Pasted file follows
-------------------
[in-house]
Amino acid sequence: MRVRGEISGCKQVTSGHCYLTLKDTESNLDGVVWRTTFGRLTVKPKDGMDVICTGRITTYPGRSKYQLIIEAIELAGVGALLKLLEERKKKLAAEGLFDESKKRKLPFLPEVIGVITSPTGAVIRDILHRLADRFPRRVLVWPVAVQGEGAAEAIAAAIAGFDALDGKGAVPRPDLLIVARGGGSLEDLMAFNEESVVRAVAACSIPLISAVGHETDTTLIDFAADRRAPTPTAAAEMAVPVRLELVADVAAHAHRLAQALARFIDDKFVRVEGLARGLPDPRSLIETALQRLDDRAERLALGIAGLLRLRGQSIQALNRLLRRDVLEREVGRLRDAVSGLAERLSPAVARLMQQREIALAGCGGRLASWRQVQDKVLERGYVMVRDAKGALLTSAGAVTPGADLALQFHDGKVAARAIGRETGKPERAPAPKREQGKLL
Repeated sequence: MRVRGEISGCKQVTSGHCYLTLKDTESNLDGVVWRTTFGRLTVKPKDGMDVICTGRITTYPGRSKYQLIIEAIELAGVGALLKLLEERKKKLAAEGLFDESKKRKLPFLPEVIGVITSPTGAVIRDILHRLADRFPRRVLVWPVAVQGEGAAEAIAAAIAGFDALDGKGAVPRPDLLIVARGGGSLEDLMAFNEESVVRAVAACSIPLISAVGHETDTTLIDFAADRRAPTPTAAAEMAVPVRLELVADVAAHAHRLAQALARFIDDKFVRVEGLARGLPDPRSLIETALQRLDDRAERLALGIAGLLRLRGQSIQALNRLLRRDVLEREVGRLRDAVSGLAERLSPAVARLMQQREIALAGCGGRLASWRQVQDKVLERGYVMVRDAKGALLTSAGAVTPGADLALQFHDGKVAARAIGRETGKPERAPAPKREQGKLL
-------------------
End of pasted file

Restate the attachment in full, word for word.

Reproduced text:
[in-house]
Amino acid sequence: MRVRGEISGCKQVTSGHCYLTLKDTESNLDGVVWRTTFGRLTVKPKDGMDVICTGRITTYPGRSKYQLIIEAIELAGVGALLKLLEERKKKLAAEGLFDESKKRKLPFLPEVIGVITSPTGAVIRDILHRLADRFPRRVLVWPVAVQGEGAAEAIAAAIAGFDALDGKGAVPRPDLLIVARGGGSLEDLMAFNEESVVRAVAACSIPLISAVGHETDTTLIDFAADRRAPTPTAAAEMAVPVRLELVADVAAHAHRLAQALARFIDDKFVRVEGLARGLPDPRSLIETALQRLDDRAERLALGIAGLLRLRGQSIQALNRLLRRDVLEREVGRLRDAVSGLAERLSPAVARLMQQREIALAGCGGRLASWRQVQDKVLERGYVMVRDAKGALLTSAGAVTPGADLALQFHDGKVAARAIGRETGKPERAPAPKREQGKLL
Repeated sequence: MRVRGEISGCKQVTSGHCYLTLKDTESNLDGVVWRTTFGRLTVKPKDGMDVICTGRITTYPGRSKYQLIIEAIELAGVGALLKLLEERKKKLAAEGLFDESKKRKLPFLPEVIGVITSPTGAVIRDILHRLADRFPRRVLVWPVAVQGEGAAEAIAAAIAGFDALDGKGAVPRPDLLIVARGGGSLEDLMAFNEESVVRAVAACSIPLISAVGHETDTTLIDFAADRRAPTPTAAAEMAVPVRLELVADVAAHAHRLAQALARFIDDKFVRVEGLARGLPDPRSLIETALQRLDDRAERLALGIAGLLRLRGQSIQALNRLLRRDVLEREVGRLRDAVSGLAERLSPAVARLMQQREIALAGCGGRLASWRQVQDKVLERGYVMVRDAKGALLTSAGAVTPGADLALQFHDGKVAARAIGRETGKPERAPAPKREQGKLL